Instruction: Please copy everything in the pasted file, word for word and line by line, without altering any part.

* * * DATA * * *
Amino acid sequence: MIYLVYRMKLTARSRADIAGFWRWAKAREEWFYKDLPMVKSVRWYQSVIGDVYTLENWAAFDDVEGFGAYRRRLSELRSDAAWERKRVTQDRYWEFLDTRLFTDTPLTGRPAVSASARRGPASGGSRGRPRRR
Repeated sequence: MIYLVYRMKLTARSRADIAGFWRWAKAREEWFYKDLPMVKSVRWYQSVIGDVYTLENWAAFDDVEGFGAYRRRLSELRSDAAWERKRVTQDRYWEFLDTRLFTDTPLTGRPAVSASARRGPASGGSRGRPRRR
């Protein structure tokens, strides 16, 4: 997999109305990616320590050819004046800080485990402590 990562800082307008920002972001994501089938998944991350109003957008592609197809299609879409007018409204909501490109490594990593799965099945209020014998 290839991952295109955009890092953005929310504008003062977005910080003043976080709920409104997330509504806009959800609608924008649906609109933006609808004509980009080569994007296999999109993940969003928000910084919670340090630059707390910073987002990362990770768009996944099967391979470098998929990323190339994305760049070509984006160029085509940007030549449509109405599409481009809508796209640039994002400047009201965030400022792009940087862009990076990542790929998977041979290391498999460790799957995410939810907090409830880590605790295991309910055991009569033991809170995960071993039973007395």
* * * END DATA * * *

Amino acid sequence: MIYLVYRMKLTARSRADIAGFWRWAKAREEWFYKDLPMVKSVRWYQSVIGDVYTLENWAAFDDVEGFGAYRRRLSELRSDAAWERKRVTQDRYWEFLDTRLFTDTPLTGRPAVSASARRGPASGGSRGRPRRR
Repeated sequence: MIYLVYRMKLTARSRADIAGFWRWAKAREEWFYKDLPMVKSVRWYQSVIGDVYTLENWAAFDDVEGFGAYRRRLSELRSDAAWERKRVTQDRYWEFLDTRLFTDTPLTGRPAVSASARRGPASGGSRGRPRRR
């Protein structure tokens, strides 16, 4: 997999109305990616320590050819004046800080485990402590 990562800082307008920002972001994501089938998944991350109003957008592609197809299609879409007018409204909501490109490594990593799965099945209020014998 290839991952295109955009890092953005929310504008003062977005910080003043976080709920409104997330509504806009959800609608924008649906609109933006609808004509980009080569994007296999999109993940969003928000910084919670340090630059707390910073987002990362990770768009996944099967391979470098998929990323190339994305760049070509984006160029085509940007030549449509109405599409481009809508796209640039994002400047009201965030400022792009940087862009990076990542790929998977041979290391498999460790799957995410939810907090409830880590605790295991309910055991009569033991809170995960071993039973007395």